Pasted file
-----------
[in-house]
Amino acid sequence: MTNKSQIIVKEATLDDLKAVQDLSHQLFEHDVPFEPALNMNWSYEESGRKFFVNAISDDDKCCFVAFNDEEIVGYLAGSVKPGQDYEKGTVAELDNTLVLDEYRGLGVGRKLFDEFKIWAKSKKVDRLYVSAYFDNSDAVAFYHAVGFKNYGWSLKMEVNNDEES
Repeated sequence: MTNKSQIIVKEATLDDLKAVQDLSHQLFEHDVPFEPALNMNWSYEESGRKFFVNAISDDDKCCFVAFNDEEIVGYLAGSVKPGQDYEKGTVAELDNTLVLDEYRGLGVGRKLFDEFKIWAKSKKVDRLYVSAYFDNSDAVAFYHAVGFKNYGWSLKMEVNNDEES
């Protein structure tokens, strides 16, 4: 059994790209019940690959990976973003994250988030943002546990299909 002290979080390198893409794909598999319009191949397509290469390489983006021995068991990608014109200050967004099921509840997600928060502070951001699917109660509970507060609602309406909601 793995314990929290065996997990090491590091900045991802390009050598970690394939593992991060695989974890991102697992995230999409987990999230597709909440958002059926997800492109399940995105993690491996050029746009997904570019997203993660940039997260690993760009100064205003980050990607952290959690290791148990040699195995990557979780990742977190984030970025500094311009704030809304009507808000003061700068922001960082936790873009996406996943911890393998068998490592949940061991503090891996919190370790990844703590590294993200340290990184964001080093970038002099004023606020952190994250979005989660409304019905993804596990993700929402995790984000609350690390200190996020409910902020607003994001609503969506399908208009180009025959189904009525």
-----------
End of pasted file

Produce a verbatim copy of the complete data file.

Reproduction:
[in-house]
Amino acid sequence: MTNKSQIIVKEATLDDLKAVQDLSHQLFEHDVPFEPALNMNWSYEESGRKFFVNAISDDDKCCFVAFNDEEIVGYLAGSVKPGQDYEKGTVAELDNTLVLDEYRGLGVGRKLFDEFKIWAKSKKVDRLYVSAYFDNSDAVAFYHAVGFKNYGWSLKMEVNNDEES
Repeated sequence: MTNKSQIIVKEATLDDLKAVQDLSHQLFEHDVPFEPALNMNWSYEESGRKFFVNAISDDDKCCFVAFNDEEIVGYLAGSVKPGQDYEKGTVAELDNTLVLDEYRGLGVGRKLFDEFKIWAKSKKVDRLYVSAYFDNSDAVAFYHAVGFKNYGWSLKMEVNNDEES
């Protein structure tokens, strides 16, 4: 059994790209019940690959990976973003994250988030943002546990299909 002290979080390198893409794909598999319009191949397509290469390489983006021995068991990608014109200050967004099921509840997600928060502070951001699917109660509970507060609602309406909601 793995314990929290065996997990090491590091900045991802390009050598970690394939593992991060695989974890991102697992995230999409987990999230597709909440958002059926997800492109399940995105993690491996050029746009997904570019997203993660940039997260690993760009100064205003980050990607952290959690290791148990040699195995990557979780990742977190984030970025500094311009704030809304009507808000003061700068922001960082936790873009996406996943911890393998068998490592949940061991503090891996919190370790990844703590590294993200340290990184964001080093970038002099004023606020952190994250979005989660409304019905993804596990993700929402995790984000609350690390200190996020409910902020607003994001609503969506399908208009180009025959189904009525």